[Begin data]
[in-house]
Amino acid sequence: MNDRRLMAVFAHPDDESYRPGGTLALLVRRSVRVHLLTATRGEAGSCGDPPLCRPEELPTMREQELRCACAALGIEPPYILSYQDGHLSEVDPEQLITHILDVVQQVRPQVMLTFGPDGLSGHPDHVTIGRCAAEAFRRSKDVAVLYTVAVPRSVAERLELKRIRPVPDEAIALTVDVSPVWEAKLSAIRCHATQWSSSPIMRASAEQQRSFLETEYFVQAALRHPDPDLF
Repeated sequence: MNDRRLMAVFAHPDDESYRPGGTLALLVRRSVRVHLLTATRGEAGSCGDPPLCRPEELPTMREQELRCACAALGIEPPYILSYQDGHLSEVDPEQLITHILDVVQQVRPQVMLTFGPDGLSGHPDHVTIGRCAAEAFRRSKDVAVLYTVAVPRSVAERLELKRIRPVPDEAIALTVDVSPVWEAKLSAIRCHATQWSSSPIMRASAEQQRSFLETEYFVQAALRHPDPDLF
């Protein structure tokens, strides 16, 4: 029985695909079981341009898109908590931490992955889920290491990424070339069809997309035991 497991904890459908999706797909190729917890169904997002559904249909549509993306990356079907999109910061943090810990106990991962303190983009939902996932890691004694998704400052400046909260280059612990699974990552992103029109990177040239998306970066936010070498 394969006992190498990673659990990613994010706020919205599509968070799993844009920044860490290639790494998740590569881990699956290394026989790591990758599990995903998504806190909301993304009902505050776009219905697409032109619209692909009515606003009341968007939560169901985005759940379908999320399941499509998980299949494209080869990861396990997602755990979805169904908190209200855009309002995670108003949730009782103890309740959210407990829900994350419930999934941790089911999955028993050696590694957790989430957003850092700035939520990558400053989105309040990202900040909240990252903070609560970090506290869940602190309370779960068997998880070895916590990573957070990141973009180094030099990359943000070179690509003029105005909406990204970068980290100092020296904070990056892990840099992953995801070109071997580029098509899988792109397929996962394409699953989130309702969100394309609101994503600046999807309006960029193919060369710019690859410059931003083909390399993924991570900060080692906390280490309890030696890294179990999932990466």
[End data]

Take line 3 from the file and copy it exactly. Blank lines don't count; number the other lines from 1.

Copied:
Repeated sequence: MNDRRLMAVFAHPDDESYRPGGTLALLVRRSVRVHLLTATRGEAGSCGDPPLCRPEELPTMREQELRCACAALGIEPPYILSYQDGHLSEVDPEQLITHILDVVQQVRPQVMLTFGPDGLSGHPDHVTIGRCAAEAFRRSKDVAVLYTVAVPRSVAERLELKRIRPVPDEAIALTVDVSPVWEAKLSAIRCHATQWSSSPIMRASAEQQRSFLETEYFVQAALRHPDPDLF